# Integrating an orbit in a rotating reference frame¶

We first need to import some relevant packages:

>>> import astropy.units as u
>>> import matplotlib.pyplot as plt
>>> import numpy as np
>>> import gala.integrate as gi
>>> import gala.dynamics as gd
>>> import gala.potential as gp
>>> from gala.units import galactic
>>> from scipy.optimize import minimize


## Orbits in a barred galaxy potential¶

In the example below, we will work use the galactic UnitSystem: as I define it, this is: $${\rm kpc}$$, $${\rm Myr}$$, $${\rm M}_\odot$$.

For this example, we’ll use a simple, analytic representation of the potential from a Galactic bar and integrate an orbit in the rotating frame of the bar, which has some pattern speed $$\Omega$$. We’ll use a three-component potential model consisting of the bar (an implementation of the model used in Long & Murali 1992), a Miyamoto-Nagai potential for the galactic disk, and a spherical NFW potential for the dark matter distribution. We’ll tilt the bar with respect to the x-axis by 25 degrees (the angle alpha below). First, we’ll define the disk and halo potential components:

>>> disk = gp.MiyamotoNagaiPotential(m=6E10*u.Msun,
...                                  a=3.5*u.kpc, b=280*u.pc,
...                                  units=galactic)
>>> halo = gp.NFWPotential(m=6E11*u.Msun, r_s=20.*u.kpc, units=galactic)


We’ll set the mass of the bar to be 1/6 the mass of the disk component, and we’ll set the long-axis scale length of the bar to $$4~{\rm kpc}$$. We can now define the bar component:

>>> bar = gp.LongMuraliBarPotential(m=1E10*u.Msun, a=4*u.kpc,
...                                 b=0.8*u.kpc, c=0.25*u.kpc,
...                                 alpha=25*u.degree,
...                                 units=galactic)


The full potential is the composition of the three potential objects. We can combine potential classes by defining a CCompositePotential class and adding named components:

>>> pot = gp.CCompositePotential()
>>> pot['disk'] = disk
>>> pot['halo'] = halo
>>> pot['bar'] = bar


Let’s visualize the isopotential contours of the potential in the x-y plane to see the bar perturbation:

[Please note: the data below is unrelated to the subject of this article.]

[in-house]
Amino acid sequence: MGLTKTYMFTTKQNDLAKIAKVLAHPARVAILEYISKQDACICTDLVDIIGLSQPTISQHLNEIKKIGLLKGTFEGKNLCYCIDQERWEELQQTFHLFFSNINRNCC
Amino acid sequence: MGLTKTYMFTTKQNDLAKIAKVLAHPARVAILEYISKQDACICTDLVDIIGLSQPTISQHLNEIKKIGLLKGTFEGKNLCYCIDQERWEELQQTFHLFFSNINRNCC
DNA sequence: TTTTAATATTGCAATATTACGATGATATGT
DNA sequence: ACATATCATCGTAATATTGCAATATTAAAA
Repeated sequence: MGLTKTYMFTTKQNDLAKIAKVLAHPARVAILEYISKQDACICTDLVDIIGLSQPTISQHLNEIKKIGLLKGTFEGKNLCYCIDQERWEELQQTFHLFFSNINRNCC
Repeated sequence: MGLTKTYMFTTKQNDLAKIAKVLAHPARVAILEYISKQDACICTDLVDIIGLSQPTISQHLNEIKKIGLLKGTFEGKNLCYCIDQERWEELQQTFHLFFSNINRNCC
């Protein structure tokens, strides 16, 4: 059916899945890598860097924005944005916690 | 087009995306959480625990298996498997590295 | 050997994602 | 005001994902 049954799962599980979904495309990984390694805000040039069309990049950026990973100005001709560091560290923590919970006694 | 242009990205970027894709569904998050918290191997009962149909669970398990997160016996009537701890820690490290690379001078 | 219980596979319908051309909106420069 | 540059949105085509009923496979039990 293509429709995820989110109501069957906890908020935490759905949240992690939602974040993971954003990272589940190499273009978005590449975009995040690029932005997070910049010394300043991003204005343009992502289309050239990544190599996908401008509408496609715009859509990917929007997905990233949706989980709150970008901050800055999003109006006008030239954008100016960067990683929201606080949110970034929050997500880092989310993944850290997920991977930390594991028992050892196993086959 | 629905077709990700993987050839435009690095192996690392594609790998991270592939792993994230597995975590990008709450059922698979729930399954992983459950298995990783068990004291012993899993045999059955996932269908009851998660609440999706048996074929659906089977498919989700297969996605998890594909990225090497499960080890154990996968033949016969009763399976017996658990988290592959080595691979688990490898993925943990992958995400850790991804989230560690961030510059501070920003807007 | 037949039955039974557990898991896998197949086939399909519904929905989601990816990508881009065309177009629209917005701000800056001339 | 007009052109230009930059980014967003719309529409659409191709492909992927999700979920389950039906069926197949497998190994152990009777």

>>> grid = np.linspace(-15,15,128)
>>> fig, ax = plt.subplots(1, 1, figsize=(5,5))
>>> fig = pot.plot_contours(grid=(grid,grid,0.), ax=ax)
>>> ax.set_xlabel("$x$ [kpc]")
>>> ax.set_ylabel("$y$ [kpc]")


We assume that the bar rotates around the z-axis so that the frequency vector is just $$\boldsymbol{\Omega} = (0,0,42)~{\rm km}~{\rm s}^{-1}~{\rm kpc}^{-1}$$. We’ll create a Hamiltonian object with a ConstantRotatingFrame with this frequency:

>>> Om_bar = 42. * u.km/u.s/u.kpc
>>> frame = gp.ConstantRotatingFrame(Omega=[0,0,Om_bar.value]*Om_bar.unit,
...                                  units=galactic)
>>> H = gp.Hamiltonian(potential=pot, frame=frame)


We can now numerically find the co-rotation radius in this potential and integrate an orbit from a set of initial conditions near the co-rotation radius:

>>> import scipy.optimize as so
>>> def func(r):
...     Om = pot.circular_velocity([r[0], 0, 0]*u.kpc)[0] / (r[0]*u.kpc)
...     return (Om - Om_bar).to(Om_bar.unit).value**2
>>> res = so.minimize(func, x0=10., method='powell')
>>>
>>> r_corot = res.x[0] * u.kpc
>>> v_circ = Om_bar * r_corot * u.kpc
>>>
>>> w0 = gd.PhaseSpacePosition(pos=[r_corot.value, 0, 0] * r_corot.unit,
...                            vel=[0, v_circ.value, 0.] * v_circ.unit)
>>> orbit = H.integrate_orbit(w0, dt=0.1, n_steps=40000,
...                           Integrator=gi.DOPRI853Integrator)
>>> fig = orbit.plot(marker=',', linestyle='none', alpha=0.5)
>>> for ax in fig.axes:
...     ax.set_xlim(-15,15)
...     ax.set_ylim(-15,15)


This is an orbit circulation around the Lagrange point L5! Let’s see what this orbit looks like in an inertial frame:

>>> inertial_orbit = orbit.to_frame(gp.StaticFrame(galactic))
>>> fig = inertial_orbit.plot(marker=',', linestyle='none', alpha=0.5)
>>> for ax in fig.axes:
...     ax.set_xlim(-15,15)
...     ax.set_ylim(-15,15)